Citizenship is an important part of the modern world. Most of us are a citizen of at least one country. Having citizenship confers special privileges: the right to vote, the right to receive certain social assistance, the right to work, and a feeling of belonging. It should not be dismissed or used frivolously.
A lot of countries also grant citizenship to those who emigrate from their homelands to a new one (sometimes called ‘naturalized’). This process often takes some time – years in most cases – and is accompanied by all sorts of checks and reviews. After all, no state wants to bring in people with shady backgrounds who are capable of causing mayhem once they become ‘one of us.’
In my experience in Canada, the citizenship pathway is as good as it can be. The necessary agencies, including intelligence and law enforcement, are part of the decision-making process, ensuring to the greatest degree possible that we prevent ‘undesirables’ from making their new home in our nation. Is the system perfect? No, but it is very robust.
Under what conditions, then, should citizenship be revoked? We should assume here that the only type that can be removed is that which has been granted by the state: ordinarily those born in a country automatically receive it at birth (children of foreign diplomats may be an exception), and it far from clear whether there is anything that could – or should – lead a state to rescind birth citizenship (NB Canada is currently dealing with the phenomenon of ‘birth tourism’ whereby pregnant women, often from Asia, travel to give birth in Canadian hospitals. Where all this goes is under debate now.)
Modern terrorism has thrown a wrench into all this. In hundreds of countries citizens have radicalized to violence in accordance with an ideology, left the confines of their homeland, joined a group abroad and become part of it, committed atrocities in the group’s name on occasion and eventually seek to come home. Not surprisingly, few states want these individuals back as they could very well organize or commit acts of terrorism in their backyards. What can we do to prevent their return?
Under these circumstances, is citizenship revocation OK? Normally, no. Our governments take away what they have granted only if it can be demonstrated the process in place at the time of application was fraudulent. In other words, if so-and-so lied on a form and tried to hide certain facts from those investigating the claim, that application can be subsequently voided. This should not be controversial as all the relevant facts were not made available when needed and as a result the individual does not deserve to become one of us.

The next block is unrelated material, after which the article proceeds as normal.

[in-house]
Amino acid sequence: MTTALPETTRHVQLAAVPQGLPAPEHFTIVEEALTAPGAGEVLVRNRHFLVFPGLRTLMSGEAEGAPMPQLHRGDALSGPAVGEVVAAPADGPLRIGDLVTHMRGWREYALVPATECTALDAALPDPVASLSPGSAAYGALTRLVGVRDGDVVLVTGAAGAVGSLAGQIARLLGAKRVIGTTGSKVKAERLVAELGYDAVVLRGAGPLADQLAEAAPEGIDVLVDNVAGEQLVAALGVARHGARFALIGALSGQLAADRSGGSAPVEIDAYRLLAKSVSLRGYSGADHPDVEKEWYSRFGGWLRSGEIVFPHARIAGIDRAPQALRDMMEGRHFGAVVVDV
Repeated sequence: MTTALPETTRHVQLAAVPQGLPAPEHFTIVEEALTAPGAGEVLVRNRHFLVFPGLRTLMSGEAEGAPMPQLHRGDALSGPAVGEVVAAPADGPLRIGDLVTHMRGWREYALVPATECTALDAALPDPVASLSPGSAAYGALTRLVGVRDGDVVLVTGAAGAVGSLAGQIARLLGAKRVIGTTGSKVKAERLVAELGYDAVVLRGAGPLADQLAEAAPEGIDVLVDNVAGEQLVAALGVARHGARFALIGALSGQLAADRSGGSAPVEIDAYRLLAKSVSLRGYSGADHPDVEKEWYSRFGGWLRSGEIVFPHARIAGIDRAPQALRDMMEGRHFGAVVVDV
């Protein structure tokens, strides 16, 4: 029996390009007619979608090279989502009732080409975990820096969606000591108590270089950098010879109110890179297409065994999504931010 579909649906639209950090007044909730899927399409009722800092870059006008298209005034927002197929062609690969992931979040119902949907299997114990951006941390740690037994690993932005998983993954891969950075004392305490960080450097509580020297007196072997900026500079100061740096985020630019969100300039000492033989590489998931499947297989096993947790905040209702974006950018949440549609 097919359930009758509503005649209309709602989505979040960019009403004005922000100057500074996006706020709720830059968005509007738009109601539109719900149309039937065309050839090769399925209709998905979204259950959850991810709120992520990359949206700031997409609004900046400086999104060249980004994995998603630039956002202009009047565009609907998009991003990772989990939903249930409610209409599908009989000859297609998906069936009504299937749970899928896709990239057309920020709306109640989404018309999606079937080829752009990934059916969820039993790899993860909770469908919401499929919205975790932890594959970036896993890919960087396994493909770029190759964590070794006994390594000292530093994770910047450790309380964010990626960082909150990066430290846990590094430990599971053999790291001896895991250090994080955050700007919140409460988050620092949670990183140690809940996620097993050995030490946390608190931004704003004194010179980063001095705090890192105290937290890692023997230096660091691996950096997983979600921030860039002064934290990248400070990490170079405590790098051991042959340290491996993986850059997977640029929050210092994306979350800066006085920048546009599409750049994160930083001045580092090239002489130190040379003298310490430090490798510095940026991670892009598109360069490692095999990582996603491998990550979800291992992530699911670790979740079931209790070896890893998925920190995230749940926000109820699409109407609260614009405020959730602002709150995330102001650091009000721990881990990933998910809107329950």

What, then, do we do in cases of terrorists, some of whom were born in our countries, some of whom got citizenship after having moved, but became terrorists later (sometime much, much later)? After all, the vast majority of terrorists are made not born. Can we take away their birthright/gift?
In the former case, no. Few if any countries have tried to do this and where they have they have tied themselves in legal knots. The UK has taken away the citizenship of ISIS member Shamima Begum despite the inconvenient fact that she was born in England. The government has tried to argue that she is ‘entitled’ to Bangladeshi citizenship as her ancestry lies in that country; hence, she has not been rendered stateless. Bangladesh sees the matter quite differently.
Then we have the case of Iyman Faris, an al-Qaeda terrorist who was found guilty and sentenced in 2003 for his role in a plot to cut the cables on the Brooklyn Bridge. A federal judge in Columbus, Ohio, stripped him of his naturalized U.S. citizenship after ruling that he had lied on immigration papers before becoming a citizen in 1999 (he entered the U.S. using the passport and visa of someone he’d met in Bosnia). The official also ruled that Faris’ terrorist affiliations demonstrated a lack of commitment to the U.S. Constitution.
Two years earlier another judge had rejected a similar request by the government, saying at the time there wasn’t enough evidence to prove Mr. Faris’ misrepresentations influenced the decision to grant him citizenship.
Where does this leave us? In a legal quandary, that’s where. The UK handling of Ms. Begum beggars disbelief as she is the citizen of one and only one country. The U.S. strategy in the case of Faris suggests that anyone who does anything illegal at any point in their life is at risk of having their citizenship clawed back. Neither case is ideal.
The bottom line is that Ms. Begum, and perhaps Mr. Faris, were radicalized where they lived and worked. They are a product of a part of our society – not a proud part, but a part nonetheless. Recalling citizenship merely displaces the problem: it does not solve it.
The views expressed here are the writer’s and are not necessarily endorsed by Homeland Security Today, which welcomes a broad range of viewpoints in support of securing our homeland. To submit a piece for consideration, email [email protected]. Our editorial guidelines can be found here.